In certain embodiments, the refractory material is coated onto the body of the torch. In some embodiments, the refractory material is present in an effective length along the longitudinal dimension of the torch body. In other embodiments, the refractory material is present in an effective thickness at the terminal region. In certain examples, the entire body comprises the refractory material. In some embodiments, the body comprises an opening configured to receive an optically transparent material, e.g., a window that can transmit or pass light in a radial direction from the torch. In some examples, the body comprises an outer tube and an inner tube within the outer tube, in which the refractory material is present on one of the inner tube and the outer tube. In additional examples, the body comprises an outer tube and an inner tube within the outer tube, in which the refractory material is present on both the inner tube and the outer tube. In some examples, the body comprises a non-refractory material at an entrance end and the refractory material at the exit end. In other examples, the refractory material and non-refractory material are coupled to each other with an adhesive or cement, e.g., 904 Zirconia cement.

In some embodiments, the refractory material and non-refractory material are fused to each other. In certain embodiments, the refractory material and non-refractory material are coupled to each other through a frit or a ground glass joint. In certain examples, the body comprises in which the body comprises an outer tube and an inner tube within the outer tube, in which the inner tube comprises a non-refractory material at an entrance end and the refractory material is at an exit end of the inner tube. In certain embodiments, the refractory material and non-refractory material are coupled to each other with an adhesive or cement, e.g., 904 Zirconia cement. In some embodiments, the refractory material and non-refractory material are fused to each other. In certain examples, the refractory material and non-refractory material are coupled to each other through a frit or a ground glass joint. In other examples, the body comprises an outer tube and an inner tube within the outer tube, in which the inner tube comprises the refractory material and an optically transparent window. In certain embodiments, the optically transparent window is configured to permit visual observation of an atomization source within the inner tube. In some embodiments, the optically transparent window is configured to pass visible light.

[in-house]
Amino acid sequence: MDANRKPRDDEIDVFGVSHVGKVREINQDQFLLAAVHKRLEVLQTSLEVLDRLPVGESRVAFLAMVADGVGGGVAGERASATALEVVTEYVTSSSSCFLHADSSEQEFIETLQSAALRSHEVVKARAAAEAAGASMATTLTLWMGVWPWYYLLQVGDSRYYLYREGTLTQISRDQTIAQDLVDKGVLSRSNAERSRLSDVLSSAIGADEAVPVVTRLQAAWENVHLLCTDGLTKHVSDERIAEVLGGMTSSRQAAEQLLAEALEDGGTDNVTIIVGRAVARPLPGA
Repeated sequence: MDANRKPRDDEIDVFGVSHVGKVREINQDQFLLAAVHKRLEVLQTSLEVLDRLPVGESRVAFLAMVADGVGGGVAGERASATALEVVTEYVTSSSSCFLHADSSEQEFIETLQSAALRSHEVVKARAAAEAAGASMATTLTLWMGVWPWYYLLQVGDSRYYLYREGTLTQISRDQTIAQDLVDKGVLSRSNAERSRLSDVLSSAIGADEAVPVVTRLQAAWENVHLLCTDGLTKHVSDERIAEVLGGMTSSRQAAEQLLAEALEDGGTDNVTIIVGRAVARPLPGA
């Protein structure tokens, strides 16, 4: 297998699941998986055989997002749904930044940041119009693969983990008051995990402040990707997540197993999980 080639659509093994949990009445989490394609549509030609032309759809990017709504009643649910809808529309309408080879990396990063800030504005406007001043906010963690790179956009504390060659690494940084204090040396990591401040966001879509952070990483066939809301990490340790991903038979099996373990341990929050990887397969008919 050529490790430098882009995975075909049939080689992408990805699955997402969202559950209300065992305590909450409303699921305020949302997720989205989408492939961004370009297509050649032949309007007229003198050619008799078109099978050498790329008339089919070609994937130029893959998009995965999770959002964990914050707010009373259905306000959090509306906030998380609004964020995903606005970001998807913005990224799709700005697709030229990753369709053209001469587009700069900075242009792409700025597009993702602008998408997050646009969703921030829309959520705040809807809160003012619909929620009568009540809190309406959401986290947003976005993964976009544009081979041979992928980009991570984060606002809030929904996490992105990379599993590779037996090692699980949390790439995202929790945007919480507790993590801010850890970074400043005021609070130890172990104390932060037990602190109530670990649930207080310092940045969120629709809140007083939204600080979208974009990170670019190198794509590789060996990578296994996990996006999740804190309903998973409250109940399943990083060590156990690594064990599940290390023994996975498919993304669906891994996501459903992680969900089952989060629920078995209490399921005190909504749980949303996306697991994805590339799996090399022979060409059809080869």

In additional examples, the refractory materials comprise at least one of alumina, zirconia, yttria, ceria, silicon nitride, boron nitride or refractory materials or ceramics that have working temperature greater than 1600 degrees Celsius or greater than 2000 degrees Celsius.

In another aspect, a torch comprising a hollow cylindrical outer tube and a hollow cylindrical inner tube within the hollow cylindrical outer tube, the hollow cylindrical outer tube comprising a fluid inlet configured to receive a cooling gas flow to cool outer surfaces of the hollow cylindrical inner tube, the hollow cylindrical inner tube configured to receive a gas effective to sustain an atomization source in the hollow tube, in which an exit end of the hollow cylindrical outer tube comprises a refractory material.

In certain embodiments, an exit end of the hollow cylindrical inner tube comprises a refractory material. In some embodiments, an entrance end of the hollow cylindrical outer tube comprises a non-refractory material. In further embodiments, the non-refractory material and the refractory material are coupled to each other. In some examples, the refractory material and the non-refractory material are coupled to each other through one or more of an adhesive, cement, a frit, a ground glass joint or are fused to each other. In additional examples, the refractory material of the outer tube comprises an effective length in the longitudinal direction of the inner tube. In some examples, the refractory material is coated onto an inner surface of the exit end of the outer hollow cylindrical tube. In certain embodiments, the exit end comprises solid refractory material. In other embodiments, the refractory material is present at an effective thickness to prevent degradation of the exit end of the outer tube.